Second, I have three years’ experience working in a secretary-like position during my undergrad. I worked closely under my university’s Asian Studies department advisor to maintain our database of certificate students, in which I handled the information of new applicants, current students, and graduates. In addition to this, I was also in charge of maintaining an updated mailing list for our department’s weekly and monthly e-newsletters. I also have experience with taking accurate and concise notes about departmental meetings and various events held by my department. With this kind of experience, I think I will make a successful Secretary on the HAJET PC.
What is your favorite Hokkaido memory?
My favorite Hokkaido memory is a very recent one: keeping up the tradition of having an American Thanksgiving to get over the hump of the school year. Hosting good friends, eating delicious food, and playing great games, but not before the intense, near-24-hour cooking marathon in such a small kitchen!
Why should you be, and why do you want to be Treasurer?
While in university, I was twice elected as an Operations & Finance Commissioner for my Students’ Union. Here, I worked with clubs, reviewed and approved travel grants for students, and sat on the $14 million organization’s budget committee as well as another funding committee. I also worked with a student club as the president, where I helped to clean up our finances, and helped make membership a better value. Lastly, I also worked with other clubs to help them run their events by lending our club’s equipment and skills, which could have cost them a fortune without our help.
I’d like to be HAJET’s next Treasurer because I’d like to get more involved with the organization’s operations. I know how important but undesirable a Treasurer is, and how crippling it can be for an organization to have to find someone to do a job that isn’t always the most interesting. I really enjoy behind the scenes work and want to ensure that HAJET remains financially transparent and responsible while still having room to grow. I’m very easy going and agreeable, and just want to make sure that everyone else can go about their work without road blocks or concern. This is a job that I’ve done before and enjoyed doing it.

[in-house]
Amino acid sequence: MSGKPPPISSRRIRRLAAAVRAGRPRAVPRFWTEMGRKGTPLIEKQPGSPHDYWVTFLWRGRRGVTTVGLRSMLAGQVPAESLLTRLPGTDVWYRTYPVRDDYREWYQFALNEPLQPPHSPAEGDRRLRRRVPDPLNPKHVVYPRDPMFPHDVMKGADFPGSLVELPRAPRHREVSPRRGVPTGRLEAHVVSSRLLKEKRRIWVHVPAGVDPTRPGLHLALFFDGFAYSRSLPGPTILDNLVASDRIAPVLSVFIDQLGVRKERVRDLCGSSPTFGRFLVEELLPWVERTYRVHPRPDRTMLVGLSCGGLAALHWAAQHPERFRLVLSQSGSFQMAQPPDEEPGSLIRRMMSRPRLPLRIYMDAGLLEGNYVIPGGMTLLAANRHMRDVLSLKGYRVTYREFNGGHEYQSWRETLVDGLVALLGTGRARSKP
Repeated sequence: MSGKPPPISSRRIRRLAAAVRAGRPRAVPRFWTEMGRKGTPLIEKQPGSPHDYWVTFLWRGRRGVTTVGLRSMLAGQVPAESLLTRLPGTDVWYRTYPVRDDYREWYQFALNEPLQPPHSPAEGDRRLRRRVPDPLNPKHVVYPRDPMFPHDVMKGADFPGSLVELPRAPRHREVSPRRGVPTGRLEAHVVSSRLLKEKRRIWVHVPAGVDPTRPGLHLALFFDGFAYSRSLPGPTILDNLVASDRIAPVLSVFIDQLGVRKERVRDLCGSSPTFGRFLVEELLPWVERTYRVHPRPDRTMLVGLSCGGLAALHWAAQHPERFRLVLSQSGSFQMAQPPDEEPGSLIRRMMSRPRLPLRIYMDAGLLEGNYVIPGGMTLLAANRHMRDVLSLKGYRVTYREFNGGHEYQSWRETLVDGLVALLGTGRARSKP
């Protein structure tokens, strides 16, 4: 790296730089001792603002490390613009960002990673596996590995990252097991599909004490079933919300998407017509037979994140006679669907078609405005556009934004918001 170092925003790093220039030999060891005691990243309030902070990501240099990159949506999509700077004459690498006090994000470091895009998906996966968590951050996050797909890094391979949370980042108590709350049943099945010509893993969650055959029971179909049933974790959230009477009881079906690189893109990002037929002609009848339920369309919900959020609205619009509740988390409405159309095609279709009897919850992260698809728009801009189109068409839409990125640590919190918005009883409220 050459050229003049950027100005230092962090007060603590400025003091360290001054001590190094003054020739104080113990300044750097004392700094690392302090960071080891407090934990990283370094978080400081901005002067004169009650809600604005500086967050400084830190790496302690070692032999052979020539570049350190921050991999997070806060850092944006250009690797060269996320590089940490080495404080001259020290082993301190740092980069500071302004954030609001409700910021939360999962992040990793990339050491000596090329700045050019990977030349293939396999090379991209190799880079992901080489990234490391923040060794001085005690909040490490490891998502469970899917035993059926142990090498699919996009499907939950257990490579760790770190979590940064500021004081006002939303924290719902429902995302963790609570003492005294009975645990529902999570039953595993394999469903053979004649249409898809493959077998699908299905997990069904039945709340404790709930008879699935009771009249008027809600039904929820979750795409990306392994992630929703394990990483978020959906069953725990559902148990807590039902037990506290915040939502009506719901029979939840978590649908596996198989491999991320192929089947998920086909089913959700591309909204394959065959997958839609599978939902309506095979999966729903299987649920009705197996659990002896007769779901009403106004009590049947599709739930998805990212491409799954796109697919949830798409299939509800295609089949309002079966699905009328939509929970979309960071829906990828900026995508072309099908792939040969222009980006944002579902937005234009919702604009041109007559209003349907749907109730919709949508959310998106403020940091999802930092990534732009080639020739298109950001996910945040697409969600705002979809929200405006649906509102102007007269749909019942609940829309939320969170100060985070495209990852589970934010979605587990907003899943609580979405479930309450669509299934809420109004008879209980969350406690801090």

What is your favorite Hokkaido memory?
My favorite memory in Hokkaido so far has been having friends visit my small town. We always go to the city to do everything, and I really enjoyed showing people around my town and having a relaxing weekend. It’s not the most exciting place in Hokkaido, but I enjoyed playing host and showing off what my town has.
Hey, everybody! My name is Adam Gentle, I’m stoked to say that I live in a land of giant crab claws and drift ice named Mombetsu, and I’m running for Northern Rep.
In case I somehow completely failed in one very big aspect of my last position and you have no idea who I am, I’ll go ahead and say that I’ve had some experience with HAJET over the last two years. Because of that experience, I feel that I have a pretty good understanding of what the job of a Regional Rep entails, and how vital those positions are when considering how big and varied our prefecture actually is.